On March 24, 2010, about 1115 eastern daylight time, a Cessna 152, N93441, was substantially damaged during a forced landing in a field following partial loss of engine power, near Moore, South Carolina. The certificated flight instructor (CFI) and student pilot were not injured. Visual meteorological conditions prevailed, and no flight plan was filed for the local instructional flight which departed from Spartanburg Downtown Memorial Airport (SPA), Spartanburg, South Carolina, about 1045. The flight was conducted under the provisions of Title 14 Code of Federal Regulations Part 91.

The pilots had been performing maneuvers at 3,000 feet above mean sea level (msl) and had began a descent to 2,500 feet msl utilizing carburetor heat for the engine. In a written statement the student pilot reported that after performing several maneuvers including slow flight and three approach to landing stalls the engine began making unusual noises and minor vibrations. The engine began running "rough" and the CFI elected to perform a forced landing in an open farm field. On final approach to the field the CFI had shut off the fuel valve; however, did not shut off the engine in case a little "extra" power was needed at touchdown. During the landing roll the nose wheel encountered soft soil and the airplane nosed over and came to rest inverted. The airplane incurred substantial damage to both wings and the empennage.


According to the pilot and Federal Aviation Administration (FAA) and records, the CFI held a commercial pilot certificate with ratings for airplane single-engine land, multi-engine land, and instrument airplane, and a flight instructor certificate with ratings for single-engine and instrument airplane. Her most recent FAA second-class medical certificate was issued on April 1, 2008, at which time the pilot reported 25,000 total hours of flight experience.

According to the student pilot and FAA records, the student pilot was issued her third-class medical certificate on October 12, 2009 which also served as her student pilot certificate. She had accumulated 35 total hours of flight experience all of which were in the accident aircraft make and model.


The airplane was a Cessna 152, manufactured in 1982. It was equipped with a Lycoming O-235-L2C engine. It was two-place, all-metal, high-wing, single-engine, cantilever monoplane with fixed tricycle landing gear. The airplane's most recent 100-hour inspection was accomplished on January 21, 2010 and at that time had 6,337.4 total hours time in service. An entry in the maintenance logbook dated March 20, 2010 revealed a sparkplug in the No. 4 cylinder bottom position was "fouled out" and the "helicoil in sparkplug hole bad." The helicoil was replaced, a sparkplug was installed and torqued, and the engine was run and flight tested, and were reported as "Ok."


The 1115 recorded weather observation at SPA, located approximately 5 miles northeast of the accident site, included winds from 030 degrees at 6 knots, clear skies, 10 miles visibility, temperature 18 degrees C, dew point 11 degrees C, and an altimeter setting of 30.10 inches of mercury.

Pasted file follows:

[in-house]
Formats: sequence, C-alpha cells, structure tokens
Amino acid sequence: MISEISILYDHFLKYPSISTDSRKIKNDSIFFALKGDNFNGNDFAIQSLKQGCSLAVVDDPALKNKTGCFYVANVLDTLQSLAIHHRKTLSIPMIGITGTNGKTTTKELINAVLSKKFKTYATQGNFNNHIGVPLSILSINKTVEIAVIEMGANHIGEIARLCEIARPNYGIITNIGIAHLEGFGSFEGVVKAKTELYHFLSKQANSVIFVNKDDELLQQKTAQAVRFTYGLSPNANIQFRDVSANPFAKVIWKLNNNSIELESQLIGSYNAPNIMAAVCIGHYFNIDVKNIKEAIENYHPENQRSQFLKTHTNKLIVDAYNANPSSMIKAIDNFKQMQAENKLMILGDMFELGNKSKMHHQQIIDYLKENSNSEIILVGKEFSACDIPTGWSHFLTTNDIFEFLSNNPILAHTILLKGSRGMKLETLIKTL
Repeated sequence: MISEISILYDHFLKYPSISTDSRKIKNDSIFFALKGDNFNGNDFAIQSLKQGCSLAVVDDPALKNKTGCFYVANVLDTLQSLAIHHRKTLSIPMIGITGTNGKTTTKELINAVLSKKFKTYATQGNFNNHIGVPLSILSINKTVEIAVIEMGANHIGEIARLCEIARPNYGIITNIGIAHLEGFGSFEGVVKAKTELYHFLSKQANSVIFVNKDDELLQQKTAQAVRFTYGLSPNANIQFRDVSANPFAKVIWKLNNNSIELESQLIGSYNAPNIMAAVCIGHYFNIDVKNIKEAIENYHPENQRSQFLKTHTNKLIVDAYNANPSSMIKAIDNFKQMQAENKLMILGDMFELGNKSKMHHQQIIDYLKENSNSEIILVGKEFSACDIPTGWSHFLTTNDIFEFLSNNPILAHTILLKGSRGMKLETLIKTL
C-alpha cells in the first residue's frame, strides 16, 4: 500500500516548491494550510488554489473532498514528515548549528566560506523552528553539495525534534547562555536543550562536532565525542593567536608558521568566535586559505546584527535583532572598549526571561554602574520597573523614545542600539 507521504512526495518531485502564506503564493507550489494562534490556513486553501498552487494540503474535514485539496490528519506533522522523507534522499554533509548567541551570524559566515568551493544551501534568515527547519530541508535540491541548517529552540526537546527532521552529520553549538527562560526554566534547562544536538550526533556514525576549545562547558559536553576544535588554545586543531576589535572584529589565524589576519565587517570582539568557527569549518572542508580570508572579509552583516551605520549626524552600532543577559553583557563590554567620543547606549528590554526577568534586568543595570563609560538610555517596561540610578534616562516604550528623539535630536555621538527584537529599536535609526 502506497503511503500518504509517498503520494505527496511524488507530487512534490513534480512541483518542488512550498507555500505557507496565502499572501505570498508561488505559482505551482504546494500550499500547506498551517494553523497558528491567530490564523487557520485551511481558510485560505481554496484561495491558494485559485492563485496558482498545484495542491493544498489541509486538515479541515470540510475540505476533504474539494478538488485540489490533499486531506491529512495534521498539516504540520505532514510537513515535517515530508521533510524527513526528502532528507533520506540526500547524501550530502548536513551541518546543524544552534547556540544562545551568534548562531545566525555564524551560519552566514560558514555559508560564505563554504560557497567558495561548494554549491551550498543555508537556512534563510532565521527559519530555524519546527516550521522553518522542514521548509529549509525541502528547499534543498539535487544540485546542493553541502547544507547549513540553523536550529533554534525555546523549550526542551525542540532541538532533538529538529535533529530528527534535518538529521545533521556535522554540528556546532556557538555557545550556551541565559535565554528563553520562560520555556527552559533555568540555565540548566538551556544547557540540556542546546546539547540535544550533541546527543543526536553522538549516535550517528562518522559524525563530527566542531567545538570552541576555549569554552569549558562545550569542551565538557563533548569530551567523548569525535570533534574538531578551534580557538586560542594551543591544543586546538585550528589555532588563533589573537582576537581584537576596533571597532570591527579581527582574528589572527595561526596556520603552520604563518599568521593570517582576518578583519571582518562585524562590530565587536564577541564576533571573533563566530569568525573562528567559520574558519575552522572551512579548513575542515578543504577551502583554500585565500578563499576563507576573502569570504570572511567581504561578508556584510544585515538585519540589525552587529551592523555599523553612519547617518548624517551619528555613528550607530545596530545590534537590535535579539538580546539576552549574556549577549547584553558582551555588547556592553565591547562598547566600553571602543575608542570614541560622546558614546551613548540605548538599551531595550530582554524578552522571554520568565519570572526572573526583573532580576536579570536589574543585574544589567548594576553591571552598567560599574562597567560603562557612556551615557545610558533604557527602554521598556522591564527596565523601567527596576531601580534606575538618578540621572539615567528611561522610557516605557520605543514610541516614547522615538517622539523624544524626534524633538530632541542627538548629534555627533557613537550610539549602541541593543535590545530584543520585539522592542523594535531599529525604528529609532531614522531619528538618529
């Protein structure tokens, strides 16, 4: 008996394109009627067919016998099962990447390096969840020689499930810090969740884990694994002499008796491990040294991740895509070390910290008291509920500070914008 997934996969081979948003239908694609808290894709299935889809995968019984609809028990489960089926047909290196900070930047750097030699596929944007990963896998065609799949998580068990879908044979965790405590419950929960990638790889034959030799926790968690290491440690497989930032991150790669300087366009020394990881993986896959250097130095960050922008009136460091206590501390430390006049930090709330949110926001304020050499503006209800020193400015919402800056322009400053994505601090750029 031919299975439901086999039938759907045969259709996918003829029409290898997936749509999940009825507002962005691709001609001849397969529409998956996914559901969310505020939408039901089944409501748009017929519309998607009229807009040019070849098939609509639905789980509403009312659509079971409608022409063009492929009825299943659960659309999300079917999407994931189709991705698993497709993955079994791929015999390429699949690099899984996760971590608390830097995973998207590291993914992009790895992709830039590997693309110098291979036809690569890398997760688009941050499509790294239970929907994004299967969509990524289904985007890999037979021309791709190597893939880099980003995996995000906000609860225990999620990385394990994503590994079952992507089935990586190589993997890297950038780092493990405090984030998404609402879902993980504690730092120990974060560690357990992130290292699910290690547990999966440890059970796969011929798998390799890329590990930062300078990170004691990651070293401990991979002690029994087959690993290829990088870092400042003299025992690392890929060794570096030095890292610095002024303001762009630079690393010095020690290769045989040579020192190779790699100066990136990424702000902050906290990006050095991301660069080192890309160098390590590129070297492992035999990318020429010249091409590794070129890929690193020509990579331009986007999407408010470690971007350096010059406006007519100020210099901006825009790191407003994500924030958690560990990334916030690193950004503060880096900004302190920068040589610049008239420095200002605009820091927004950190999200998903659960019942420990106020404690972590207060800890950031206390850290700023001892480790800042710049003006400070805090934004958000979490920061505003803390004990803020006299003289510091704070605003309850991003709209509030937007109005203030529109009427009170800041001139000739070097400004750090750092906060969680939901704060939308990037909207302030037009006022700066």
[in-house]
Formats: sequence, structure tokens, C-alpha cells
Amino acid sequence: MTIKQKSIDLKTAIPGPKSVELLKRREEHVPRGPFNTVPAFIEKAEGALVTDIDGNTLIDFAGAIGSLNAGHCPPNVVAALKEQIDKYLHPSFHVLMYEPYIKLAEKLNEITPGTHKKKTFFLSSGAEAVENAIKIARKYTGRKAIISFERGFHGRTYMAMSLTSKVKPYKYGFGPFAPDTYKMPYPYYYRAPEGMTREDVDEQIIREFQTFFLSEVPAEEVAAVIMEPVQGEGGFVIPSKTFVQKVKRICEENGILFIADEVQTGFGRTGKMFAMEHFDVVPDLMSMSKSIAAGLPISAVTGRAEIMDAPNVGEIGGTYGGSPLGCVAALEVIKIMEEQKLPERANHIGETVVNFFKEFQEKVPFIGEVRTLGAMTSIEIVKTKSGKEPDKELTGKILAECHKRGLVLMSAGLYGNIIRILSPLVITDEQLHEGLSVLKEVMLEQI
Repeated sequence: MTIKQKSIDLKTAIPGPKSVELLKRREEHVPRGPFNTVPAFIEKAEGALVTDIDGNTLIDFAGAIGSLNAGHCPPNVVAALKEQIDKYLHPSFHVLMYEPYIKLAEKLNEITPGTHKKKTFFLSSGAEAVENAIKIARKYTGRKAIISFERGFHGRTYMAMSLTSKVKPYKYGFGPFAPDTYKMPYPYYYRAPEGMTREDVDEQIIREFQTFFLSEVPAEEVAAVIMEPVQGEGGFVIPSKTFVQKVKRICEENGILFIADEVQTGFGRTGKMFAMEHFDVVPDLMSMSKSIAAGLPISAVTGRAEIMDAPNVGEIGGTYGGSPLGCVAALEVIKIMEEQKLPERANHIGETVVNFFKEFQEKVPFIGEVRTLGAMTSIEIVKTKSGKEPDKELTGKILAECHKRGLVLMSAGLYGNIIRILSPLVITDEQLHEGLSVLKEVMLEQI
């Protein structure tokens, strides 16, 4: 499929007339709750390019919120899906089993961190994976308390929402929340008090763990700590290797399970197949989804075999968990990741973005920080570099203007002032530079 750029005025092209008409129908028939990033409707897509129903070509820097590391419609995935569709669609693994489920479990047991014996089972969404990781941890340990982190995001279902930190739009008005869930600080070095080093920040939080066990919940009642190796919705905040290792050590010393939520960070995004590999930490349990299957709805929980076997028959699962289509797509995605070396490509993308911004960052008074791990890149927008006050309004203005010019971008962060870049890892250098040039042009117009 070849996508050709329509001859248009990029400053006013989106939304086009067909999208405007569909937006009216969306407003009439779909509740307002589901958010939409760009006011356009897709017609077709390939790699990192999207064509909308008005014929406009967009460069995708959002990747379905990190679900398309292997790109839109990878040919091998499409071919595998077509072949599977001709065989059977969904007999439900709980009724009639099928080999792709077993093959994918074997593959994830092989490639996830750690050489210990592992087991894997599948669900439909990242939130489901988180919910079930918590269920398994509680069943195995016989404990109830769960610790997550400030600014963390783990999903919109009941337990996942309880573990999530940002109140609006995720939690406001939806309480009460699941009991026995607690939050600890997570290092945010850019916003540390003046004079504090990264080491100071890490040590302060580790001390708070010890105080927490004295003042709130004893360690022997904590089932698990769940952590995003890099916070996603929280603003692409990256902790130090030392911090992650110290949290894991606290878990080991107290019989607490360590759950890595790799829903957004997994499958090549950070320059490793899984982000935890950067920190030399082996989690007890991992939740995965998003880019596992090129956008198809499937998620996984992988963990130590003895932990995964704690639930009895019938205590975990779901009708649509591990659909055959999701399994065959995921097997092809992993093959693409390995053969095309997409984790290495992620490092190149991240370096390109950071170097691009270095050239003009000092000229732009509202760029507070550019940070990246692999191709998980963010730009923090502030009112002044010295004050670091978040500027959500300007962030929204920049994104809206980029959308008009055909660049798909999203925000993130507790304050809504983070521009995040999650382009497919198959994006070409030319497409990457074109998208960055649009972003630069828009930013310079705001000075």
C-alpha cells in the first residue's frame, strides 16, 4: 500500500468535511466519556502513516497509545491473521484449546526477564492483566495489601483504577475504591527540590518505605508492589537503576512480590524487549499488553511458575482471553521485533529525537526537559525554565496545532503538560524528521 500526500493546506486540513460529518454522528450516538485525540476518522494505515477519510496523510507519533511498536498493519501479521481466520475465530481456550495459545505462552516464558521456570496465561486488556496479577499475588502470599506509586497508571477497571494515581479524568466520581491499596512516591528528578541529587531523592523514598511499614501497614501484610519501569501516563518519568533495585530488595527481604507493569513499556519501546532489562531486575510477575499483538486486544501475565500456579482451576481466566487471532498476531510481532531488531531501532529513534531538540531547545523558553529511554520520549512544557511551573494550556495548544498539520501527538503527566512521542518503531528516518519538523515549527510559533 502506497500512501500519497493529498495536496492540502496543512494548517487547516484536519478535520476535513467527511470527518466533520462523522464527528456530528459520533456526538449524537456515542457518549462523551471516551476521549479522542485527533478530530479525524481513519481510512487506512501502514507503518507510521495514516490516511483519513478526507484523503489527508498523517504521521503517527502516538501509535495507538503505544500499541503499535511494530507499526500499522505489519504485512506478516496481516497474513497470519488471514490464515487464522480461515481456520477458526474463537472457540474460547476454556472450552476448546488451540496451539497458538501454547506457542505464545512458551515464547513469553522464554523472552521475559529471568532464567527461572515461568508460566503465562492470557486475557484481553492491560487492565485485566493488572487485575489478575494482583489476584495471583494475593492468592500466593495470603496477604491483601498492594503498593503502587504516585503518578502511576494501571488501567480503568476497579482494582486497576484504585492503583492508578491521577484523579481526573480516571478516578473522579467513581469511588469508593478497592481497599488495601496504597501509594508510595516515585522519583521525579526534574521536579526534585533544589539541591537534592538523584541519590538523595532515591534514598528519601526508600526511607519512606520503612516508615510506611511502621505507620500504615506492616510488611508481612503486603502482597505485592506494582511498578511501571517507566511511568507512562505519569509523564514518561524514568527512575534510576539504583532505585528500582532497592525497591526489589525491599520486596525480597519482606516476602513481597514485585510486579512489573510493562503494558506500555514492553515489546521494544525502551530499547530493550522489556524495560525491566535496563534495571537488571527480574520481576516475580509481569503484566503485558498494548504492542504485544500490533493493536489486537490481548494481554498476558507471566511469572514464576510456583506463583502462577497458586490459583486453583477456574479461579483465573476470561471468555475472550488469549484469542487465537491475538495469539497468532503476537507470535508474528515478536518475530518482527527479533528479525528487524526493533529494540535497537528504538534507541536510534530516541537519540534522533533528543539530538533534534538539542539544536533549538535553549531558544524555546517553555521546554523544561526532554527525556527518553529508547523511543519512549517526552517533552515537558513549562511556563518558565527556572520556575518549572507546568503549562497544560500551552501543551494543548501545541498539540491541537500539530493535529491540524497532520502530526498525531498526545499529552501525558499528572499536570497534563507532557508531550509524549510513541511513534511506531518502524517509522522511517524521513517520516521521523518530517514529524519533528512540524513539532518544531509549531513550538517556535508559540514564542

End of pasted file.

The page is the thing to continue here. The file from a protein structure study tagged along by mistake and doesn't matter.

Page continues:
The airplane was located in an open plowed field, inverted, and approximately 5 miles from the intended destination airport. The wings, fuselage, and tail section were impact damaged. According the FAA investigator that arrived on-scene the airplane was up righted and a considerable amount of fuel was drained from the wing tanks and no contaminants were found. The engine cowling was removed and the No. 4 cylinder bottom sparkplug and helicoil had become unthreaded from the cylinder and was found hanging next to the engine suspended from the sparkplug wire.

On March 25, 2010 the FAA inspector reported to the Safety Board that a new sparkplug was inserted into the cylinder and the engine started and "ran normally."


In a written statement the mechanic reported that he had replaced the helicoil on the No. 4 Cylinder since it "came out with the plug." He stated that "it [helicoil] had been cross threaded and the plug was completely fouled." He further reported that the CFI had stated that the engine began to run rough after the student pilot "jammed the throttle" to the full power setting. In a telephone interview with the NTSB investigator the mechanic stated that they use "a standard size heli-coil."

In a follow-up telephone interview with the CFI it was confirmed that the student pilot was told several times to apply power slowly. However, the student pilot "got nervous after practicing power off stalls" and did apply power very quickly. Immediately after that, the engine began to run rough.

According to Textron-Lycoming Service Instruction 1043A dated September 19, 1969, "Spark Plug Heli-Coil Insert Replacement" states in part "…standard size inserts have been found in holes with badly damaged threads that had not been repaired by retapping…does not recommend standard size Heli-Coil Inserts for replacement in the spark plug holes…repair facilities are urged to stock only .010 oversize Heli-Coil spark plug inserts…"

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